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Guest Blog – Scientist Media Training

Media TrainingMy team is one of the  four recipients of the new round of funding by the ESRC-NIHR Dementia Research Initiative 2018. An amazing thing that the ESRC does is providing support to its funded researchers to undertake media training. Because in our team we understand the power of communication and we are committed to raise awareness and increase public education about dementia, we greatly appreciated this opportunity.

So, a few weeks ago, our project manager liaised with ESRC and Inside Edge to organise a one-day training course for some members of our team. We completed the course last week and I must say this was one of the most exciting and entertaining events I have attended in years. The facilitators managed to keep us totally plugged in during the entire day. It was a great learning and lots of fun … which it should not be surprising since the trainers of this course are Chris Jameson and Tony Prideaux, two senior BBC journalists with heaps of experience and also founders of Inside Edge Training [1], an agency devoted to providing media training to researcher and other professionals. They are funny and fresh and have a quick wit that sparks warm energy and good vibe around the room. They provided us with lots of practical advice, supported by role-playing, multimedia learning tools, and real practice. You really need to undertake the course to understand and register its content but, I will share three fundamental teachings that I took away that day:

The way Chris and Tony help you understand this last point is by practicing. In your course with them you will have to prepare a summary of your research in a few minutes. And a top line. Then you will be interviewed by one of them. You will be recorded. You will listen to the record afterwards and will get feedback about areas of improvement. You will be interviewed again later (and recorded again). You may perform worse than the first time – or feel that you are performing worse-  because you will get distracted thinking of the checklist of things you want to improve this time. I personally wanted to crawl under the table when I listened to my two recordings. Crawl and cover my head with my coat and stay there and stop speaking either English or Spanish, just stick to signing for the rest of my life. But this was just for a while. Because then I remembered something that might also help you if you also find this kind of experience daunting (and you break into fits of drama as I do). Remember:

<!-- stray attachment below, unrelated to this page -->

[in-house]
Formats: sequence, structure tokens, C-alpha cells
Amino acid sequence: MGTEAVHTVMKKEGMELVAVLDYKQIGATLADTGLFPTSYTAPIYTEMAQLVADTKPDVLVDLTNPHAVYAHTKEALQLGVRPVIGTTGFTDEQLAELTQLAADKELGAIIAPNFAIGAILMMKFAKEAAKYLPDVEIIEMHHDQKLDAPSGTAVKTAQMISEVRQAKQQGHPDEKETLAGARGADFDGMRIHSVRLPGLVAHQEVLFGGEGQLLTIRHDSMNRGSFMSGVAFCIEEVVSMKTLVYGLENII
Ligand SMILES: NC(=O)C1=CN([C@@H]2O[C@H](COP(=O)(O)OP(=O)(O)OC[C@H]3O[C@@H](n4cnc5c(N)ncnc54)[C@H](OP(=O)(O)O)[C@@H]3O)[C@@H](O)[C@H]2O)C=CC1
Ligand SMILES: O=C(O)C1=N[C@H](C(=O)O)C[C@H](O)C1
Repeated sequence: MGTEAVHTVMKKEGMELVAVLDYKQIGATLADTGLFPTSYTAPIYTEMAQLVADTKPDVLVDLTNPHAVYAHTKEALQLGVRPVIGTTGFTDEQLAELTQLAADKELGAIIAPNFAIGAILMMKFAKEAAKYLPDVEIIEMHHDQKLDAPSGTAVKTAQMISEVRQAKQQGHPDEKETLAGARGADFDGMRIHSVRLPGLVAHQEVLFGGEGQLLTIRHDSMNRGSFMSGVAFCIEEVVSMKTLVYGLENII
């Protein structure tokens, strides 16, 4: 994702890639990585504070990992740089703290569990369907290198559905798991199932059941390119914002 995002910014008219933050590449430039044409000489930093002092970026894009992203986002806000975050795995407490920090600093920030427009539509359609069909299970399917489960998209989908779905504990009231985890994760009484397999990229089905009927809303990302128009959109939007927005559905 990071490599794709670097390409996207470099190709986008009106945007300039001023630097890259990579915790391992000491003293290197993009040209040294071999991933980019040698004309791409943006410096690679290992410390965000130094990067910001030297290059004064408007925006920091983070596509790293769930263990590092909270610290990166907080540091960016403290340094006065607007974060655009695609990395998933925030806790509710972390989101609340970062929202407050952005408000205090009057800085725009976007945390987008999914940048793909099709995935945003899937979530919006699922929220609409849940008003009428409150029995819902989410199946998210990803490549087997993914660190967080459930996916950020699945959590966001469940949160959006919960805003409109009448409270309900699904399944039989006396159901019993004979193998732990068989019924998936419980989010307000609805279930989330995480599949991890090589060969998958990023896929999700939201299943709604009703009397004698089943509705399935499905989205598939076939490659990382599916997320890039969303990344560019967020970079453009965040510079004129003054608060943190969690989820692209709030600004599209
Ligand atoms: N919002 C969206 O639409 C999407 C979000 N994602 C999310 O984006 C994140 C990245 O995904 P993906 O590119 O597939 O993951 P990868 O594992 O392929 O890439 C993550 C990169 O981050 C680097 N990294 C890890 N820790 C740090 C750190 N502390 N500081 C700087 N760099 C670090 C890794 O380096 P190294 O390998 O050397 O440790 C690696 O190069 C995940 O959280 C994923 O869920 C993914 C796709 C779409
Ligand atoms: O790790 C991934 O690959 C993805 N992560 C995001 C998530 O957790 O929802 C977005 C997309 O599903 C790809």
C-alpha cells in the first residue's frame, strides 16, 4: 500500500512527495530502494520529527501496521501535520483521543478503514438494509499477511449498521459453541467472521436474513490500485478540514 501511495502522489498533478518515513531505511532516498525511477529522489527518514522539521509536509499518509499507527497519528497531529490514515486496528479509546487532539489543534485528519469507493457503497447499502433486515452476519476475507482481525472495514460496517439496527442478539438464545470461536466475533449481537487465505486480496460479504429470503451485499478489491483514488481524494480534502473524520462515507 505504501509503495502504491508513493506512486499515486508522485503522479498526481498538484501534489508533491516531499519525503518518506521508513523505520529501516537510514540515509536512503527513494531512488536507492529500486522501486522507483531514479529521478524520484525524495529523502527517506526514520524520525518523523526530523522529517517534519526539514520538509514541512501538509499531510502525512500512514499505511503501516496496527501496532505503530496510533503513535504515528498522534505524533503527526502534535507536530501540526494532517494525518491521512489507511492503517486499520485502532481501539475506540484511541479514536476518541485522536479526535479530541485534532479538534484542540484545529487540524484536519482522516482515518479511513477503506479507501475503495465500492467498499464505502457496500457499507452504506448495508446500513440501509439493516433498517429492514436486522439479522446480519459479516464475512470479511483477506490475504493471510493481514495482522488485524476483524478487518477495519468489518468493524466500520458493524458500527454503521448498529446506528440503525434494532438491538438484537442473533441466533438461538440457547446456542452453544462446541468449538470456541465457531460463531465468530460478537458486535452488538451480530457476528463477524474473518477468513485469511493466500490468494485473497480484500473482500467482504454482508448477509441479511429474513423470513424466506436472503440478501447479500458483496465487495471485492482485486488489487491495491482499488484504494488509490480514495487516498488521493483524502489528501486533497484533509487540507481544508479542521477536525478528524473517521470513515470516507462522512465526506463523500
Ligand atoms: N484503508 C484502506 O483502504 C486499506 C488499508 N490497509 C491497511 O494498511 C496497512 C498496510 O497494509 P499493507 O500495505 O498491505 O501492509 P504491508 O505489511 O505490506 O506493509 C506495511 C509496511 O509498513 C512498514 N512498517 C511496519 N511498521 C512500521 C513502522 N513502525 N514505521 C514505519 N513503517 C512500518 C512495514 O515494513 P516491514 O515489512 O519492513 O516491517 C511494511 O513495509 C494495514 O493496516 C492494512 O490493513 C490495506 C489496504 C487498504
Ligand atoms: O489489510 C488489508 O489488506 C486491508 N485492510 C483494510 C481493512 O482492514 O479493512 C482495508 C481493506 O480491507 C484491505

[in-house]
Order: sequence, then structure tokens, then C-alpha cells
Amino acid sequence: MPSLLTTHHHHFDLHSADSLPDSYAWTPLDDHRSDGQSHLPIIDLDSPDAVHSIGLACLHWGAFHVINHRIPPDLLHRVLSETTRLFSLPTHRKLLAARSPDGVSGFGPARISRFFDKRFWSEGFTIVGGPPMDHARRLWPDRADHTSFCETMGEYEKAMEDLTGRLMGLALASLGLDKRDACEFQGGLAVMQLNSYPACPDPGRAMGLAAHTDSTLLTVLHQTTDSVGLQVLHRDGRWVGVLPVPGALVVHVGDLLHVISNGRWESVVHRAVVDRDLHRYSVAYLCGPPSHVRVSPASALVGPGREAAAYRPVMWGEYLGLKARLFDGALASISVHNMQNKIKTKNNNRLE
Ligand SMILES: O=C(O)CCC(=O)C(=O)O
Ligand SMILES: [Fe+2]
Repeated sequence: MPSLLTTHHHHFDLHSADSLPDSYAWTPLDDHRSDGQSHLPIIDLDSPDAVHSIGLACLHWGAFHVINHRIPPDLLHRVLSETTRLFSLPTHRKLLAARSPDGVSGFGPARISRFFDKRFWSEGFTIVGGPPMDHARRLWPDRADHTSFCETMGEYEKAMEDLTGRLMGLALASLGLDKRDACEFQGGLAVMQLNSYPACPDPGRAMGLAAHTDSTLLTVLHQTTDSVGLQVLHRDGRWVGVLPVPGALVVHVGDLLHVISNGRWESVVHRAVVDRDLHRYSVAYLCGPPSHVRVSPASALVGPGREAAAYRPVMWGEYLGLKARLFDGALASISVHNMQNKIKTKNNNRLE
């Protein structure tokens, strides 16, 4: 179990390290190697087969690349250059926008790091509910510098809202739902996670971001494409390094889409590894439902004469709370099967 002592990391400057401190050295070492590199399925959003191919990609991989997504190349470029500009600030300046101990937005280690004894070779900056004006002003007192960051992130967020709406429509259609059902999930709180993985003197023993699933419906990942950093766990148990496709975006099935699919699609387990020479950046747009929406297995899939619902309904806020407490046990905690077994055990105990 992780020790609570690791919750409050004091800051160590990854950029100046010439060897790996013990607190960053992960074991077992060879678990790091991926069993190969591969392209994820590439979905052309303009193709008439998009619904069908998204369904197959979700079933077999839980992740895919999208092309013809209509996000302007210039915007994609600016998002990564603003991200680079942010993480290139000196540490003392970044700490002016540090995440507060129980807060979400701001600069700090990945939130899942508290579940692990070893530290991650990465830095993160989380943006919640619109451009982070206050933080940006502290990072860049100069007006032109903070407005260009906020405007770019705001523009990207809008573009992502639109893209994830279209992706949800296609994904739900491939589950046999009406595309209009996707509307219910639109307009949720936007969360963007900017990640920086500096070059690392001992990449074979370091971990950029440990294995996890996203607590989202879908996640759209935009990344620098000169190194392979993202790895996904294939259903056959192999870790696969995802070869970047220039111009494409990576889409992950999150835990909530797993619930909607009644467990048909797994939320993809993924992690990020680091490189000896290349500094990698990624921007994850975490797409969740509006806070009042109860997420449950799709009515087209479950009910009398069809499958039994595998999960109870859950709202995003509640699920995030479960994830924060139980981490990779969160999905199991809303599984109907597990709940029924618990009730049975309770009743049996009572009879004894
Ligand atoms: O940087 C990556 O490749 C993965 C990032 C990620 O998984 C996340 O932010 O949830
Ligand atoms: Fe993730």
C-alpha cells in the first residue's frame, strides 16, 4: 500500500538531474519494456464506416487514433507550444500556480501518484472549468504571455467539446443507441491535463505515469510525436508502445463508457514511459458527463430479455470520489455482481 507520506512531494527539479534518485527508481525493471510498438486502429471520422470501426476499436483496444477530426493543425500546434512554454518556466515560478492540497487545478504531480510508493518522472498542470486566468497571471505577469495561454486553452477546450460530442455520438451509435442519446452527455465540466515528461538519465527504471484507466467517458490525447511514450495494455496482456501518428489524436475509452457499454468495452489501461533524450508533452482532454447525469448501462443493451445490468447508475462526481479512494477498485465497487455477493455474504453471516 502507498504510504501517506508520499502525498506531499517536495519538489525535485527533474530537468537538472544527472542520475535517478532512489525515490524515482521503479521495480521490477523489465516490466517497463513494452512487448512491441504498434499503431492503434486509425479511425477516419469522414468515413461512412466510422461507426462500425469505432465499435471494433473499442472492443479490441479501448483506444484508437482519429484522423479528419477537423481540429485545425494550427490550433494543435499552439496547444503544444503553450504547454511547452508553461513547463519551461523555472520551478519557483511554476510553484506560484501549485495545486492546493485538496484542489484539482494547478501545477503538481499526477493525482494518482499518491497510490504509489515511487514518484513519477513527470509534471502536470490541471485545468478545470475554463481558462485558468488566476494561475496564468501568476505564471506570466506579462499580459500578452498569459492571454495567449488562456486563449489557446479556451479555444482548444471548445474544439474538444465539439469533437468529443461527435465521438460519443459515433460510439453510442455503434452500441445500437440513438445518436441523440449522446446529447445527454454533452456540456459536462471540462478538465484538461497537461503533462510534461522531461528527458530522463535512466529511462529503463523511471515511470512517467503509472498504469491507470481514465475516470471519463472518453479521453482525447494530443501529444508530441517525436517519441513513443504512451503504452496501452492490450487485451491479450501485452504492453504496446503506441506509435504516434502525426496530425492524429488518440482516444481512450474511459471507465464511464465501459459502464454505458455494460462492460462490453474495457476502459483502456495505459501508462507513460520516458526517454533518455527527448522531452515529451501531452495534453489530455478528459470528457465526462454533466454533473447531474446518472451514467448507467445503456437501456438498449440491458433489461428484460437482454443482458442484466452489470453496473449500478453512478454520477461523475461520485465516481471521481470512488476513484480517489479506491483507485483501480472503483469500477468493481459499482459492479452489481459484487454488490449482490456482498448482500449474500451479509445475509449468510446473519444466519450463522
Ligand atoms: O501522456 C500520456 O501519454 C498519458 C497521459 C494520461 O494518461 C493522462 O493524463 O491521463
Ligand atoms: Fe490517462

The skills you will gain are the foundation of the art of effective and engaging communication and this training will serve you for a range of purposes. For example, I care a lot about effective communication also because I am a health activist. In particular, I seek to make an influence to see more dementia-friendly communities springing around me. I am currently trying to set up a network of Memory Cafes in my home region back in Spain. This involves holding meetings with the local neighbourhood associations and having just a few minutes each time to capture their attention, instil the greatest interest and convince them that supporting me to start a Cafe in their area is the most exciting and important mission ever. I have started using the learnings from the media course when doing this and I can already see how my message travels more clearly, more powerfully and pulls in more people than it used to do before.

I highly recommend this course to everyone. And while doing it, remember to focus on the fact that you are building a skill that is a tool to do good. Your research and your passion are supposed to be making a difference. Tell the world about it.


Dr Aida Suarez-Gonzalez [2]is a Clinical Neuropsychologist and Research Associate at the Dementia Research Centre, UCL Institute of Neurology at Queen Square. With many years clinical experience working in Spain, Aida now investigating non-pharmacological interventions, services and assistive technologies to support people living well with dementia.

Follow @Aida_Suarez_ [3]